It is stomach-churning to have the millionaires who run the Government continually preach Joseph Goebbels-like on the "fairness" of what they are about to do to us: to us, not to themselves ("David Cameron: What you receive should depend on how you behave", 10 October).
Off-shore funds, tax havens, non-dom status and other perks must be eradicated, and then the obscene salaries, bonuses and share options self-awarded to those greedy architects of the present world recession can be brought back into the real world.
As always, those least able to protect themselves are the first, the major and, most importantly, the easy target chosen by our devious Tory Government.
Bury St Edmunds, Suffolk
David Cameron must have meant the following: address the issue of tax avoidance as a priority, as well as benefit fraud. Tax progressively on a rising scale from 50 per cent to 90 per cent for earnings over £150,000 and tax bankers bonuses at 90 per cent. Work on the principle that the gap between rich and poor isn't closed by over-inflated rewards to the rich. When he has acted on those, ordinary men and women will do their bit.
It depresses me that those who are not firmly in the Cameron camp are divided themselves, at a time when the opposition needs to be united. Cameron's policies are either created out of crass ignorance of what they will do to ordinary people or a deliberately vindictive attack on all those who are not of his class. We are lost if we don't get some sort of agreement as to how to stop this pernicious Government in its tracks. And it's no good relying on any Liberal Democratic party led by Nick Clegg, the principle-ditcher.
The withdrawal of child benefit and consequent fiscal gymnastics, as with a graduate tax, are unnecessarily complicated. There is something called income tax which is relatively fair and simple, and the obsession with ignoring it seems perverse to say the least.
Rory Knight Bruce points out that members of the Kernow (Cornwall) branch of the Celtic League or the Keep Cornwall Whole group are mainly "emmets", or incomers ("A river runs through it ...", 10 October).
It is true that the huge influx of outsiders has led to great demographic changes to both Devon and Cornwall. And of course, incomers who settle, start businesses or integrate are welcome, as they add vibrancy and dynamism to local communities. But unfortunately, this has not been the case with many, perhaps most, of the region's most beautiful towns and villages.
These historic centres now often resemble ghost towns during the winter months; the majority of residents long gone, their properties bought as holiday homes, used for maybe two or three months only, and potential local buyers on local incomes priced out of the market. Consequently, shops, post offices, pubs and schools close and the community dies, leaving behind a picturesque but soulless cluster of empty shells.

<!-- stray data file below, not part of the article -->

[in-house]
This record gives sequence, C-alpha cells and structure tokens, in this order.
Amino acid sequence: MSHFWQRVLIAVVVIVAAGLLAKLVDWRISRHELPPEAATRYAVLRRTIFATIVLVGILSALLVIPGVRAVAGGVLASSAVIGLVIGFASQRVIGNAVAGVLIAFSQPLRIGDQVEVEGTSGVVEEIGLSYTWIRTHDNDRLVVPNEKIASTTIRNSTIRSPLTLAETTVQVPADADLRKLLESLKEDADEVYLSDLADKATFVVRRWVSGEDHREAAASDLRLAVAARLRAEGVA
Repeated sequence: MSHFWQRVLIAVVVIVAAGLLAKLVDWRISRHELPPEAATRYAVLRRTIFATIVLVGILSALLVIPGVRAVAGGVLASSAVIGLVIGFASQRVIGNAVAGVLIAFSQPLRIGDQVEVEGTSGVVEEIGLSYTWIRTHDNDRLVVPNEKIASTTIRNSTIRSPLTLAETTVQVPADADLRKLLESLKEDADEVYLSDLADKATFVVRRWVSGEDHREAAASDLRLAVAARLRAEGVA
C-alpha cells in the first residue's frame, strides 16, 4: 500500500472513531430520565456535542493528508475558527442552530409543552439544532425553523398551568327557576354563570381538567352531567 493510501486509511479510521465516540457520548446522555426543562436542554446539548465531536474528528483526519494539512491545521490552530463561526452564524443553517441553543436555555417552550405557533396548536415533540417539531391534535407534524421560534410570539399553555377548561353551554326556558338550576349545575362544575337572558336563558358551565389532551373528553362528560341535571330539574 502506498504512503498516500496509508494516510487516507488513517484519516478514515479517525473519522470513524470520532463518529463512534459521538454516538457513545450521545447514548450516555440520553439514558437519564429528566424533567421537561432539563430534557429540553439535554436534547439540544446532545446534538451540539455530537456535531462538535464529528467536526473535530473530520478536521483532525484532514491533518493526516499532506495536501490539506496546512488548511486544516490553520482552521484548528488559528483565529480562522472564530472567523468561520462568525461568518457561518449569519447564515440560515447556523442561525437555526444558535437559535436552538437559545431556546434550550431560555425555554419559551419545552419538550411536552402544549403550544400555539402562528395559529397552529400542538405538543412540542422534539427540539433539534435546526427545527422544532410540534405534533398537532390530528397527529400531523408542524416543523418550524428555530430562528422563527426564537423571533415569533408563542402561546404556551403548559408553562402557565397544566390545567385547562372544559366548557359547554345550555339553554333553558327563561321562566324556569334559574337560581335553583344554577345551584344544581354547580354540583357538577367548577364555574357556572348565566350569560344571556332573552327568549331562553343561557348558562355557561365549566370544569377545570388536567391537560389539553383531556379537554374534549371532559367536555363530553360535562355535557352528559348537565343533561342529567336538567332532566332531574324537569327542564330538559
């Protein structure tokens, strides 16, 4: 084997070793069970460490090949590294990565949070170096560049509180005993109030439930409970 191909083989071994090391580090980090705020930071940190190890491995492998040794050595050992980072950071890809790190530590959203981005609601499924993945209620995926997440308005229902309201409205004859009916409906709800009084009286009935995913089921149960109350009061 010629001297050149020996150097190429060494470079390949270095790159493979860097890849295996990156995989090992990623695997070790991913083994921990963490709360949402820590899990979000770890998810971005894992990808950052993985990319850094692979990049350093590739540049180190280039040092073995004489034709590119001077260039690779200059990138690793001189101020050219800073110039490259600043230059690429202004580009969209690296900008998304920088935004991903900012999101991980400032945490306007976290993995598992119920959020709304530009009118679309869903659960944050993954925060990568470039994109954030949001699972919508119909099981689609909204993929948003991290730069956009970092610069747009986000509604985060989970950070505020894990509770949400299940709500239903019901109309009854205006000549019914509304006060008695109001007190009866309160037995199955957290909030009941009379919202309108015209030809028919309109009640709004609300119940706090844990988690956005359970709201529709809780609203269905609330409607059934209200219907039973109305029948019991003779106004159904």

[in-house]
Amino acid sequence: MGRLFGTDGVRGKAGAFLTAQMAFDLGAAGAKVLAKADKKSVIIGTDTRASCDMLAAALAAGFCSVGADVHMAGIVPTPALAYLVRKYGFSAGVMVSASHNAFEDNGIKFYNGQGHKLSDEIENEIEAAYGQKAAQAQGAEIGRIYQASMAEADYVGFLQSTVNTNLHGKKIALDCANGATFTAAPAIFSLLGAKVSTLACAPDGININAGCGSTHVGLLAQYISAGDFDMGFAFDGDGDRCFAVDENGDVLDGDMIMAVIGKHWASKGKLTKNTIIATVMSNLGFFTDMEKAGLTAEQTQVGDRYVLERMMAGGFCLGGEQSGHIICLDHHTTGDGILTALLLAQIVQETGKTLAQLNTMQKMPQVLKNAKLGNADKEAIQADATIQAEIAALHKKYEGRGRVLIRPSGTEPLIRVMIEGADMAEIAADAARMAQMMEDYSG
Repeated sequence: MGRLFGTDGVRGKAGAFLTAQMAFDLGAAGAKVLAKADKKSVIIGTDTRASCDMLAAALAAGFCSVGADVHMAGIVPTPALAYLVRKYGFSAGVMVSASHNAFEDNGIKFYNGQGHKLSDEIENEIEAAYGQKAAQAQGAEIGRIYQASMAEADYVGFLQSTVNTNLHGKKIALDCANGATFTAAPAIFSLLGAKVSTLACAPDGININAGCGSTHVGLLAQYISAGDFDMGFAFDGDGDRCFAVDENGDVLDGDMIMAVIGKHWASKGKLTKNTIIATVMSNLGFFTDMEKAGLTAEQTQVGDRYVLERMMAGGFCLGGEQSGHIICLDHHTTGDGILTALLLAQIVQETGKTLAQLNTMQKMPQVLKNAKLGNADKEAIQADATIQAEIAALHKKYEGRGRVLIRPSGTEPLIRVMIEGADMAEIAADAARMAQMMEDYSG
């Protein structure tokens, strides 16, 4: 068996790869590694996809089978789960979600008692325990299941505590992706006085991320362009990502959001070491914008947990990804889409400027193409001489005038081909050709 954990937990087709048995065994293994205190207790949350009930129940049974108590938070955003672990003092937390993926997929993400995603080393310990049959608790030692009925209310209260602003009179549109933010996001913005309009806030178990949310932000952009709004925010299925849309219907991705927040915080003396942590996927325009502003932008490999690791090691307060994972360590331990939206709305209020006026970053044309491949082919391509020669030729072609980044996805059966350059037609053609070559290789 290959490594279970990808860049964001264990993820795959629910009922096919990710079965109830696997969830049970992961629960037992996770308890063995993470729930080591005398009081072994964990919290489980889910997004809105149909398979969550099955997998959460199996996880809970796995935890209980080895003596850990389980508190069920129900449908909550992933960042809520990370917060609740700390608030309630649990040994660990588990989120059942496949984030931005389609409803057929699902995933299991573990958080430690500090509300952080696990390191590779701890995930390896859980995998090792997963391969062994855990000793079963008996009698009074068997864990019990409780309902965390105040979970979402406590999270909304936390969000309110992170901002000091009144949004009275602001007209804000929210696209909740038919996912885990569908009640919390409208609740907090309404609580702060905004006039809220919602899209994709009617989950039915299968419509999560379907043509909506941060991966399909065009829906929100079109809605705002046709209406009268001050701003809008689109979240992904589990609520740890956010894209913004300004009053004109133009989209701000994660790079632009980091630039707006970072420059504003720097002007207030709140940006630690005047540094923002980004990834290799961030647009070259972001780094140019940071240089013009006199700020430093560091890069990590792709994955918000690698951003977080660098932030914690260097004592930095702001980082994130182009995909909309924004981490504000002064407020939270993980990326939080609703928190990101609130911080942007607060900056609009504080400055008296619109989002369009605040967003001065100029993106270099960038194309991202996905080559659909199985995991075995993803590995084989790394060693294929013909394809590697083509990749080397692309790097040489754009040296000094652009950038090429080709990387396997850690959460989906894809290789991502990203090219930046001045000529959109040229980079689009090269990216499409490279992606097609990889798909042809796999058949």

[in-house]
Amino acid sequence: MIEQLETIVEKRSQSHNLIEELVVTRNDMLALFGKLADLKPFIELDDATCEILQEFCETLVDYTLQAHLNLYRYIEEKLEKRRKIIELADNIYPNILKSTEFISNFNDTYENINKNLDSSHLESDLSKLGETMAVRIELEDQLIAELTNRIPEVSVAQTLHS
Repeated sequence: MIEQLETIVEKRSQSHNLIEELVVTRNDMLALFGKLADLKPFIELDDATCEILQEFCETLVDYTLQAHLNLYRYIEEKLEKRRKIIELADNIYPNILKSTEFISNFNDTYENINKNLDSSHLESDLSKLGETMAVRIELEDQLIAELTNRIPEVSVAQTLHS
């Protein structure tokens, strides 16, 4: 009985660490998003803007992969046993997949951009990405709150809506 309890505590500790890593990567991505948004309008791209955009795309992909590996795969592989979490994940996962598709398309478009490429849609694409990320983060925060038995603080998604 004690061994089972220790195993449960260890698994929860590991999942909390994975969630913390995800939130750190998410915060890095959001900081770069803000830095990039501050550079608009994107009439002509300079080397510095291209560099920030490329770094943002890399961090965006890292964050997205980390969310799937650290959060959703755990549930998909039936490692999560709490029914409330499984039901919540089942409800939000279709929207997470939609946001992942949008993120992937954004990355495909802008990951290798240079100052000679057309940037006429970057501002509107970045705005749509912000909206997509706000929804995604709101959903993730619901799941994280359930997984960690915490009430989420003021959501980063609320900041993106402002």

The glory of both counties used to lie in their diverse and thriving communities. Regrettably, their ongoing decline is destroying the unique heritage that was the chief attraction to tourists in the first place. Instead, we now have seedy party towns or "yuppie" ghettos.
Both Devon and Cornwall have already lost most of what made them special, so why do they bother complaining about trivialities like boundary changes?
As your report points out, the volume of sludge from the aluminium plant is not far off that of the oil from the Deepwater Horizon rig ("Second toxic spill feared as Hungarian reservoir wall cracks", 10 October). Yet the significance of this disaster, and others are waiting to happen all over the former eastern bloc, is lost on many people in Britain. The Soviet legacy of heavy industry along Europe's second longest waterway is one of badly maintained plants whose waste products create havoc on farms and untouched wetlands. EU regulations have been slow in coming, and even slower in implementation. As one whose family lives on the threatened Danube, I live in fear of a further and greater environmental disaster.
I enjoyed some of J K Rowling's stories, but the idea that she has a huge influence is ludicrous ("J K Rowling tops list of Britain's most influential women", 10 October). Can she stop the closure of hospitals? Can she make the Government tackle world debt, abolish unemployment or subsidise trains? Of course not. Being a superstar does not give you influence to go in any direction except the direction which fits society as it is.
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